Unemployment’s daily routine can get to be like Groundhog Day–wake up, look for work, nosh, read, write, wanton chaos, doubt, guilt, depression, lunch…what saves you is your ability to break patterns, to not let boredom get to you. Six months into looking for steady work and there are days where motivation equals watching Season One of The Walking Dead. Television is the mindkiller–no real revelation there. Travel keeps the tall shadows from getting that much taller–you can always outrun daylight, right? Even in a late model Buick.
The southern tier has this odd mix of backwoodsiness and quirky mythos not unlike the south R.E.M. introduced us to in their first handful of records. It’s the intersection between mountain man and “mountain,maaaan.” The character of the Southern Tier is a kindred spirit to the best Southern towns, and I think it goes back to its physical isolation, the walkable and knowable small town vibe, and it’s proximity to higher education (pun intended).
Ithaca’s got college town written all over it–bike lanes, head shops, birkenstock window shoppers, freshmen standing on W. Green Street waving pickets signs protesting: Guns, Fracking, Drone Missions, Marijuana laws (in that order). Even as bone rattlingly cold as it was (with a brisk 48 mph wind reducing my insides to icy ribbons), you could feel the town’s weirdness seep into your marrow. Go a little further, peel away a loose corner of carpet, and you’ll find something equally odd and out of place–like Swingblade with Women’s Studies minor or a couple of skate punks with distinctly rural Canadian accents. Ithaca is the type of a place you can find something strange and unexpectedly sustaining.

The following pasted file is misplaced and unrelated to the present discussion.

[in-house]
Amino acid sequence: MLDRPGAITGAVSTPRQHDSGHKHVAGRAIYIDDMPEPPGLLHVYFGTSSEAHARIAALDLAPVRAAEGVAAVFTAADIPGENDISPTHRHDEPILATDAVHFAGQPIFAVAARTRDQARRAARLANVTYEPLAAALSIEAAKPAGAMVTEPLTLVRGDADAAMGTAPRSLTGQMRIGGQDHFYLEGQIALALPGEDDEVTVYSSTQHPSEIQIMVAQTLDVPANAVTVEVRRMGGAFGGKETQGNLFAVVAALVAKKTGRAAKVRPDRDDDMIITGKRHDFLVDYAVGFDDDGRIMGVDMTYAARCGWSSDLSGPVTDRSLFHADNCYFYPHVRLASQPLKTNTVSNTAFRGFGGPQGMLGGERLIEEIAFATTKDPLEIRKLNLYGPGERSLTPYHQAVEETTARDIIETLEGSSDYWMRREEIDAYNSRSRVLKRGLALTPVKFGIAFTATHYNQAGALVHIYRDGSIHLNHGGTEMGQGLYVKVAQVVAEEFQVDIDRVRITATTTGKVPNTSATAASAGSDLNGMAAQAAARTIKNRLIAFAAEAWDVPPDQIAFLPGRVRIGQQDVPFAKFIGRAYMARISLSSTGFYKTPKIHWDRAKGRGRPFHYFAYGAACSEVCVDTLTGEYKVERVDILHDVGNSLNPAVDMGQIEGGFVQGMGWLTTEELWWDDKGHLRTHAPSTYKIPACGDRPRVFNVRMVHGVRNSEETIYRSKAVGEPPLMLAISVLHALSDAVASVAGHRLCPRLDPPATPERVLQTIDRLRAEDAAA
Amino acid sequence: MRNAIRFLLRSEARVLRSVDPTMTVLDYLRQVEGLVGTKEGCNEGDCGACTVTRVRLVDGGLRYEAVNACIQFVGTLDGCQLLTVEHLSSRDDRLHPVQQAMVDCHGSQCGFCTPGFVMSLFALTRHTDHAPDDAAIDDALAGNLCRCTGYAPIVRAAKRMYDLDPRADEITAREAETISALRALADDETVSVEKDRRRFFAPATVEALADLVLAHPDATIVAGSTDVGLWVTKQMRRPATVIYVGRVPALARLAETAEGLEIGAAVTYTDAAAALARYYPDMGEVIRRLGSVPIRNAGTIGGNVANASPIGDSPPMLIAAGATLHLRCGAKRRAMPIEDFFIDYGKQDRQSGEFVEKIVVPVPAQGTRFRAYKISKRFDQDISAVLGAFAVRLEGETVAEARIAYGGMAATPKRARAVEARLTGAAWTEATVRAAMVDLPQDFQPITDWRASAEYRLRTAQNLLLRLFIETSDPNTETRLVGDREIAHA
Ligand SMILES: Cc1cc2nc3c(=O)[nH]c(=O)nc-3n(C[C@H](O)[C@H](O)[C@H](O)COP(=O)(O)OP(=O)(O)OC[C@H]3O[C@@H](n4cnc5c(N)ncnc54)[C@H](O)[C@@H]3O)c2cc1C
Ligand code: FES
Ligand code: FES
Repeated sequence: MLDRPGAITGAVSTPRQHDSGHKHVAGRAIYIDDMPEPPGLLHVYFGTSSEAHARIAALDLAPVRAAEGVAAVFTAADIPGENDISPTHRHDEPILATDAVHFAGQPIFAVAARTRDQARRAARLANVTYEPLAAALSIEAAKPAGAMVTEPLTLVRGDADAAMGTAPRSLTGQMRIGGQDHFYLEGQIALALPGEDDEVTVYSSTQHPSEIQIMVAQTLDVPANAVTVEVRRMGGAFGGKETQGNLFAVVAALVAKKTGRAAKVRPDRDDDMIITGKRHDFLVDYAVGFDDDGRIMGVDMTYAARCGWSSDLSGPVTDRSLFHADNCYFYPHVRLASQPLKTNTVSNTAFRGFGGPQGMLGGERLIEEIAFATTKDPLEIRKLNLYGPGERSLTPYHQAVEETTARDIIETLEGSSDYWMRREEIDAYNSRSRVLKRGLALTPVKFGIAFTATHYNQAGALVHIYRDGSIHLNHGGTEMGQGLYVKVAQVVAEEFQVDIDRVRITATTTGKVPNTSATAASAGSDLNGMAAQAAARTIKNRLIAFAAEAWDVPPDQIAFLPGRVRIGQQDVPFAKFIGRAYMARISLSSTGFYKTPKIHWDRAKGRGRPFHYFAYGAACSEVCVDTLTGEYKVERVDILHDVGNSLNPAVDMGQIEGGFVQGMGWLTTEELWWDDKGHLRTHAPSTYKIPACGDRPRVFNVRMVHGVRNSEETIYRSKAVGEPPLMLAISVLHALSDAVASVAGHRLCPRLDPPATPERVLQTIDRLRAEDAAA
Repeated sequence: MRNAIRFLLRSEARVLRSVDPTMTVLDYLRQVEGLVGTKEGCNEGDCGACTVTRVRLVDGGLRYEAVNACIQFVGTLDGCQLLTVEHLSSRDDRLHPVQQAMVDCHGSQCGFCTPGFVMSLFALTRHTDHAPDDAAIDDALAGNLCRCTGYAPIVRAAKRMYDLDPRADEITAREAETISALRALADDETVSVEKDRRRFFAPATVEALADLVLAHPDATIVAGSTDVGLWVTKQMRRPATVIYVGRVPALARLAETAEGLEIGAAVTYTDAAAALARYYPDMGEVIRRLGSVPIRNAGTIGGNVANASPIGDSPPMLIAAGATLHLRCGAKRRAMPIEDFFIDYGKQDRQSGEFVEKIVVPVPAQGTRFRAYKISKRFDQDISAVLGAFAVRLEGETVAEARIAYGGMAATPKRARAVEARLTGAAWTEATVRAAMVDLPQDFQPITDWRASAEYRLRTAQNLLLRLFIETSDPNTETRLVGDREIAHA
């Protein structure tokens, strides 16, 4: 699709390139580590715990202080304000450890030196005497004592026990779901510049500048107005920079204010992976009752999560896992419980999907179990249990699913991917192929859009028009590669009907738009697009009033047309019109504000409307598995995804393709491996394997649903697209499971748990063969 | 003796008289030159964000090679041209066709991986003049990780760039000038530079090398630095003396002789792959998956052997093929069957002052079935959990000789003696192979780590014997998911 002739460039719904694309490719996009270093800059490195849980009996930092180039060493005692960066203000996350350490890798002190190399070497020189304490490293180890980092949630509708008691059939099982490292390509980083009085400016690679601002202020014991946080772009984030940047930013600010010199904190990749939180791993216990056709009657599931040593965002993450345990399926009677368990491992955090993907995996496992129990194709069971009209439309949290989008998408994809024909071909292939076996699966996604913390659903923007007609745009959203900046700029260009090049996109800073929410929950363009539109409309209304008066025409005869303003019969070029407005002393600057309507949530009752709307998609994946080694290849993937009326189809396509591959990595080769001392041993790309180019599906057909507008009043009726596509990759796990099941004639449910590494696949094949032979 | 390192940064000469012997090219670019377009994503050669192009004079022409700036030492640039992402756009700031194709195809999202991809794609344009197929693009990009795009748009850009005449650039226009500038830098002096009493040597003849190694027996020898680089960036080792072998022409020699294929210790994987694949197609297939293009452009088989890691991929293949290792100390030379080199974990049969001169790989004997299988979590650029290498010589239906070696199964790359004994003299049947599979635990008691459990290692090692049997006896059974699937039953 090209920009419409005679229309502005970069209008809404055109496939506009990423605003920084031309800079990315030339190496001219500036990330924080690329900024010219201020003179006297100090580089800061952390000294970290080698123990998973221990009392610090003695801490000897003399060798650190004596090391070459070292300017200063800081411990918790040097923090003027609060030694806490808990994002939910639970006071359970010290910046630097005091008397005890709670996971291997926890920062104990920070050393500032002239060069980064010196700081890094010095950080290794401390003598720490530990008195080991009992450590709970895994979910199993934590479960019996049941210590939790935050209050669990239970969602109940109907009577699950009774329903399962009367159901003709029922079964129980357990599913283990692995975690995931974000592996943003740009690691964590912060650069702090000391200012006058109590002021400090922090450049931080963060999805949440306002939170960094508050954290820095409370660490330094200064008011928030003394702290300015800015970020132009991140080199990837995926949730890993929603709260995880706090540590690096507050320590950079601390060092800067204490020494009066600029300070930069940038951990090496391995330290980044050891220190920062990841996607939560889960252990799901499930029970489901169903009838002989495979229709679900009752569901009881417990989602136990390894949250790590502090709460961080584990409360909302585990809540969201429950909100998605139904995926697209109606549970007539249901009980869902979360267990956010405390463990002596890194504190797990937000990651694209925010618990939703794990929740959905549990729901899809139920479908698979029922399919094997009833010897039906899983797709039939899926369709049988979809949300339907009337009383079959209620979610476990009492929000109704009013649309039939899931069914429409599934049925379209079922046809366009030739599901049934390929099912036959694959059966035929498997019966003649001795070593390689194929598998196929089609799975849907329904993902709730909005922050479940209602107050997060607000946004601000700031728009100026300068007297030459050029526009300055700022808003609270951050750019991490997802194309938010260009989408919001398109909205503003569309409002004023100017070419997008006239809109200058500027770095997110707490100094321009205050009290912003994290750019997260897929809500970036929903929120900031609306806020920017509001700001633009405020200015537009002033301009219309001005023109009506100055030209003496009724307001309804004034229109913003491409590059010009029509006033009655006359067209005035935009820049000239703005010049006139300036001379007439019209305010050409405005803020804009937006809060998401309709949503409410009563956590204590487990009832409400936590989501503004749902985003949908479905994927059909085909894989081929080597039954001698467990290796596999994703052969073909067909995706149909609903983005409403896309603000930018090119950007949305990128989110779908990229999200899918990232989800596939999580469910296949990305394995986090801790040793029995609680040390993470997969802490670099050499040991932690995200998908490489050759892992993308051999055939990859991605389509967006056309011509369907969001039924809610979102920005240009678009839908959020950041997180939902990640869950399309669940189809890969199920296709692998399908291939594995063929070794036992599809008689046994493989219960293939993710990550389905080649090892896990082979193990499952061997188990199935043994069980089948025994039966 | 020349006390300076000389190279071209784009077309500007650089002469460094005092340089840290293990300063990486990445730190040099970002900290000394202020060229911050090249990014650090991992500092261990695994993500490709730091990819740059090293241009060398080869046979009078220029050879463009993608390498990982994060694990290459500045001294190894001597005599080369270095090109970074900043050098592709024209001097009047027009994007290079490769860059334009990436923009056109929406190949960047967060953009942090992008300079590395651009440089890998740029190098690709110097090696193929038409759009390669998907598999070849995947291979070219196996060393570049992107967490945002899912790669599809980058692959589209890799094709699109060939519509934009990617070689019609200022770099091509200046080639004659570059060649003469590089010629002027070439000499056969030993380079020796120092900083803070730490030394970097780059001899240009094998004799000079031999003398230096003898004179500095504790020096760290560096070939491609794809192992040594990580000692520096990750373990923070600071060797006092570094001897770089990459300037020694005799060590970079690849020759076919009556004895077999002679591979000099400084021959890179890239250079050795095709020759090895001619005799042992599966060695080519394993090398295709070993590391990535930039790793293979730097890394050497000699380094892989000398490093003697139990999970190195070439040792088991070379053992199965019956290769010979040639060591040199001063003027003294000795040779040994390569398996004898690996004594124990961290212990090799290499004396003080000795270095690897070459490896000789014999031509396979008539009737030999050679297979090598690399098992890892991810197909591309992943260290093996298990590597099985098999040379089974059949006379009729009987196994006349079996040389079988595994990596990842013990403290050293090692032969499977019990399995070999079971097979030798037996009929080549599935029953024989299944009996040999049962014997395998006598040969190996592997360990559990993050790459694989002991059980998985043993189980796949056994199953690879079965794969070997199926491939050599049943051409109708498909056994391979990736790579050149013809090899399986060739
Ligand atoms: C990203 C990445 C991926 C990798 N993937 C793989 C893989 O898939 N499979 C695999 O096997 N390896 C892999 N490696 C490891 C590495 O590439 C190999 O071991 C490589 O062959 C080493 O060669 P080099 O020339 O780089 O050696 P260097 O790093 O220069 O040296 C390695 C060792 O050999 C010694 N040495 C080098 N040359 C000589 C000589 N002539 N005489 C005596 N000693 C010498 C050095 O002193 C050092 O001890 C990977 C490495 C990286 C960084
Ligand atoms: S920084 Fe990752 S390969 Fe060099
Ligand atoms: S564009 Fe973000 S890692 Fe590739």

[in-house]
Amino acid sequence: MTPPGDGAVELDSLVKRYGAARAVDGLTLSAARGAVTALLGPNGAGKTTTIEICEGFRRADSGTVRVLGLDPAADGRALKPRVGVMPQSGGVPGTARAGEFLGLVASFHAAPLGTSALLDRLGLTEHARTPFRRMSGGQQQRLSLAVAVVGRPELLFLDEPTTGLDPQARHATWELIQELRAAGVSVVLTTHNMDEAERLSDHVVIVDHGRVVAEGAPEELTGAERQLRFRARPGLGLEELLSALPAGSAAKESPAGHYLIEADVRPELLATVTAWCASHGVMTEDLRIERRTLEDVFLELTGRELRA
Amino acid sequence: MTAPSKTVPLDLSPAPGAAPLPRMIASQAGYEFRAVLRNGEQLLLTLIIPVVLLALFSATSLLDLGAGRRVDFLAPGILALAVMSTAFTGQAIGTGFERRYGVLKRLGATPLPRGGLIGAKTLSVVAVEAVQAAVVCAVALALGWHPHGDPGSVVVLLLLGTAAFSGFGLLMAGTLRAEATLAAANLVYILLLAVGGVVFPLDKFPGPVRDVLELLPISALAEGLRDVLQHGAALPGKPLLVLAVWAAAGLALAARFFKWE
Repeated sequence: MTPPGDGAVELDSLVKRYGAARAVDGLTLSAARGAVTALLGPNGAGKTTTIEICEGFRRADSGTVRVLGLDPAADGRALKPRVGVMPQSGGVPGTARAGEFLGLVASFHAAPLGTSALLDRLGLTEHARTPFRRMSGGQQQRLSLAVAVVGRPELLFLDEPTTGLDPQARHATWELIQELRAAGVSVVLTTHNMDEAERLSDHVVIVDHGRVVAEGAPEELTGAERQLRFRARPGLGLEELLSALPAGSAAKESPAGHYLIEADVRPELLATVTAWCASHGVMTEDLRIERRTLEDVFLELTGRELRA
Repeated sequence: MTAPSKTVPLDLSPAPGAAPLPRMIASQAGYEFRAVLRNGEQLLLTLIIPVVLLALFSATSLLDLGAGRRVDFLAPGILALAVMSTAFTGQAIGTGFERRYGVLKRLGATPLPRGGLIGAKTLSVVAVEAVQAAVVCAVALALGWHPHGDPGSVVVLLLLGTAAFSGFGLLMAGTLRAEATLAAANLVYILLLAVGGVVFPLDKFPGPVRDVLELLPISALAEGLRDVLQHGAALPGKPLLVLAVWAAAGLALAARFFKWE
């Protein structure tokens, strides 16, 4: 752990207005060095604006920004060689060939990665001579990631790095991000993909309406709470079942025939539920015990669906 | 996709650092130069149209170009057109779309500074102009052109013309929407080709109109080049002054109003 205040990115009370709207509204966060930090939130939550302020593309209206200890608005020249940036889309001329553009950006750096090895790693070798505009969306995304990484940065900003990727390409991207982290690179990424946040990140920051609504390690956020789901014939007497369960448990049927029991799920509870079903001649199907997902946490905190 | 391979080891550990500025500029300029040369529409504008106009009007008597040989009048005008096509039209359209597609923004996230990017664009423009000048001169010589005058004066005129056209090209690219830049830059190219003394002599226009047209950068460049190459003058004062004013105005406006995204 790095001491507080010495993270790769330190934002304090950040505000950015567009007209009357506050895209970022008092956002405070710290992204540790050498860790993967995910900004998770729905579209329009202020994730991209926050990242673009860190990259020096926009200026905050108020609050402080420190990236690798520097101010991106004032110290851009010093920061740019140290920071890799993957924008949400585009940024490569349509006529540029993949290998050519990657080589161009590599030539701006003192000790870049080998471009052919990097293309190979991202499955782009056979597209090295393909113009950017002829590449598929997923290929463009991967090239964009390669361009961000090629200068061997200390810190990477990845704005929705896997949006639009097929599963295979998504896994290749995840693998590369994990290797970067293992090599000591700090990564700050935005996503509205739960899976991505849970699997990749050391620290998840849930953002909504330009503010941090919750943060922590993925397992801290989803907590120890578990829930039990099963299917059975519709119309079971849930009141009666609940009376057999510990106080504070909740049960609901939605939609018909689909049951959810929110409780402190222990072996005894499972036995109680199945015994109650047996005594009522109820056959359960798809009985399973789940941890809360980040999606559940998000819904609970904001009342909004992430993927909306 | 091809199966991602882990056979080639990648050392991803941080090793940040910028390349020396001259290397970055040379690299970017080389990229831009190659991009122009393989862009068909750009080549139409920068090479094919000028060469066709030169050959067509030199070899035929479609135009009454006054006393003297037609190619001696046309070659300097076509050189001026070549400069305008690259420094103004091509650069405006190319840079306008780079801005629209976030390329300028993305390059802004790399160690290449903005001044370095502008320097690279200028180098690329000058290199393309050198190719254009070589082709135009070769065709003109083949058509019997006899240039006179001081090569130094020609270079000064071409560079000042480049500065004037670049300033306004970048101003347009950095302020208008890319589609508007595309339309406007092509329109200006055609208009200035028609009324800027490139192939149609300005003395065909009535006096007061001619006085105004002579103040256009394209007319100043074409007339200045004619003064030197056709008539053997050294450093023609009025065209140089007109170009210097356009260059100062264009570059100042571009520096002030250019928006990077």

Cornell’s Willard Straight Hall theatre is old, tiny, with the slight whiff of decay–perfect for the arthouse crowd. It’s the kind of concrete and cinder block theatre where they would say “intimate” and you would say “Where the fuck is the heat?” All immaterial once the film started. The documentary is called Free Radicals: A History of Experimental Film, if you get a chance to check it out, do it. The doc is worth the price of admission alone for Stan Brakhage’s interview.
(Don’t know him? Stop reading and Google him. Don’t worry, I’ll wait for you…Cool? You’re welcome.)
Spent the better part of the next day engaged in my idea of sightseeing. Beyond a startling amount of coffee at Waffle Frolic (seriously), watching a middle aged man DESPERATELY hit on a hippie at the Free Tibet store (these are real nice scarfs), and doing some drunk people watching, I made a beeline to Autumn Books and it’s basement tenant, Angry Mom Records.